What Comes After What Comes Next
Why we must listen to indigenous voices with Hindou Oumarou Ibrahim
When Hindou Oumarou Ibrahim was a child, Lake Chad in her home country spanned 10,000 km2. Today, because of climate change, it is around a tenth of that size.
As Hindou puts its "climate change is not about our future, it's about our present.”
Hindou is an expert in the adaptation and mitigation of indigenous peoples to climate change. She is a member of the Mbororo pastoralist people in Chad and President of the Association for Indigenous Women and Peoples of Chad (AFPAT). Oumarou Ibrahim is an advocate for the greater inclusion of indigenous people and their knowledge and traditions in the global movement to fight the effects of climate change.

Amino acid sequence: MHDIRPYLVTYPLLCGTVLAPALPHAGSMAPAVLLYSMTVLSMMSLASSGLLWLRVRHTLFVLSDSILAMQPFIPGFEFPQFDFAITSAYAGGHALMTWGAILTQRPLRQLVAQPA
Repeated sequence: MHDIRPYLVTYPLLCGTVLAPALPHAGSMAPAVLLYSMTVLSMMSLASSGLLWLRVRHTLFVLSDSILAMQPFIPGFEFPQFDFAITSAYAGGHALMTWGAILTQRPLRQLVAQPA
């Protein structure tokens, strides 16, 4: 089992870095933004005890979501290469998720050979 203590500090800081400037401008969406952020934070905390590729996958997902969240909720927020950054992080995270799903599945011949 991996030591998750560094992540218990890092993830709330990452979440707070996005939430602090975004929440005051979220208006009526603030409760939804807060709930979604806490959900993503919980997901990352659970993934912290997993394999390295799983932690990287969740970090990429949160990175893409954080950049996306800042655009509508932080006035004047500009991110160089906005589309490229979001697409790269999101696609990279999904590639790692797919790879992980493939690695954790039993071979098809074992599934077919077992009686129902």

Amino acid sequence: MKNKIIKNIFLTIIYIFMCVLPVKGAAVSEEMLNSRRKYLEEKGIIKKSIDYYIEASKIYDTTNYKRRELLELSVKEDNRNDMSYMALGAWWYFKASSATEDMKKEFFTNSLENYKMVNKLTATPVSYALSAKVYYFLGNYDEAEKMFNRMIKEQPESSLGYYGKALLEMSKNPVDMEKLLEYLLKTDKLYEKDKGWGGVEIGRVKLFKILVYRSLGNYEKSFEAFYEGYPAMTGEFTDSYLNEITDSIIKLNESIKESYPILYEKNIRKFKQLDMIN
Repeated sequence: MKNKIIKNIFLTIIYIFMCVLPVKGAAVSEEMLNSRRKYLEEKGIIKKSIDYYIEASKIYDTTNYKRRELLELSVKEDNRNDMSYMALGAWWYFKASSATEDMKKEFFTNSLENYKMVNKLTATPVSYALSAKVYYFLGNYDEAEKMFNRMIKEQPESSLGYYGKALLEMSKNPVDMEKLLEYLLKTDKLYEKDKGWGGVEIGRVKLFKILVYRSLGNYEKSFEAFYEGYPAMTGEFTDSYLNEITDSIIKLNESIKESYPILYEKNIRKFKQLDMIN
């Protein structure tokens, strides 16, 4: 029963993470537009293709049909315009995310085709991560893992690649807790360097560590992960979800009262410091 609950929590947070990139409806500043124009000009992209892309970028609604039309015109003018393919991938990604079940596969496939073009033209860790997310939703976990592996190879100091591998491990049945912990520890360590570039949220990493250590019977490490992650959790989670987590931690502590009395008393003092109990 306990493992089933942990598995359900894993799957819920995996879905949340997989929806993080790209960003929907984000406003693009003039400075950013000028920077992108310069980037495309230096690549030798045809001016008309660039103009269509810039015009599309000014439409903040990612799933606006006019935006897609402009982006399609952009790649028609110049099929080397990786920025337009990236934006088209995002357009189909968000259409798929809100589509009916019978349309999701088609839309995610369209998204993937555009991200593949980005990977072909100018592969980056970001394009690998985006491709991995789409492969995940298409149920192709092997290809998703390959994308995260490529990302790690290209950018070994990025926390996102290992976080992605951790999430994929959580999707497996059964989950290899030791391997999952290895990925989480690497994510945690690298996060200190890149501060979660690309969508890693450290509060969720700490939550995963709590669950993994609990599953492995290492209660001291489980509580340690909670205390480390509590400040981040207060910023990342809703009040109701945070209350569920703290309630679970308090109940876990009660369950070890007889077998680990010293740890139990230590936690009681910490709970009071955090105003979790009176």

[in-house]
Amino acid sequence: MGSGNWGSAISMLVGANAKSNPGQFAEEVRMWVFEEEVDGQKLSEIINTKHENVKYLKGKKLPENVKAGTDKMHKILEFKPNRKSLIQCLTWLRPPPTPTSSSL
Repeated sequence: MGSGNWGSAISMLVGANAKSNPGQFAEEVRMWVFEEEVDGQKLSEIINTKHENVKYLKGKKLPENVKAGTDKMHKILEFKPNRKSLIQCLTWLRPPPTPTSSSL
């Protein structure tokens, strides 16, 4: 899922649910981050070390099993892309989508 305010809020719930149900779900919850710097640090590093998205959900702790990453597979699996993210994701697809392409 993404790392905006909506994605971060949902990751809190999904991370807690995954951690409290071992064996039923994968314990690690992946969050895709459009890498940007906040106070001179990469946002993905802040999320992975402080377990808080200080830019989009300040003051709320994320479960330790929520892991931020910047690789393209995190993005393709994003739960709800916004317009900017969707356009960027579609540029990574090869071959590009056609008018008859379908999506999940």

Soon after we started talking Hindou reminded me that "when you are born an indigenous person, you are born an activist for the environment.”
On the one hand, this is an upsetting conversation about the impact climate change is having right now on indigenous peoples all over the world. On the other hand, it is an inspiring, hopeful conversation about our capacity to build a better, cleaner, low carbon future.
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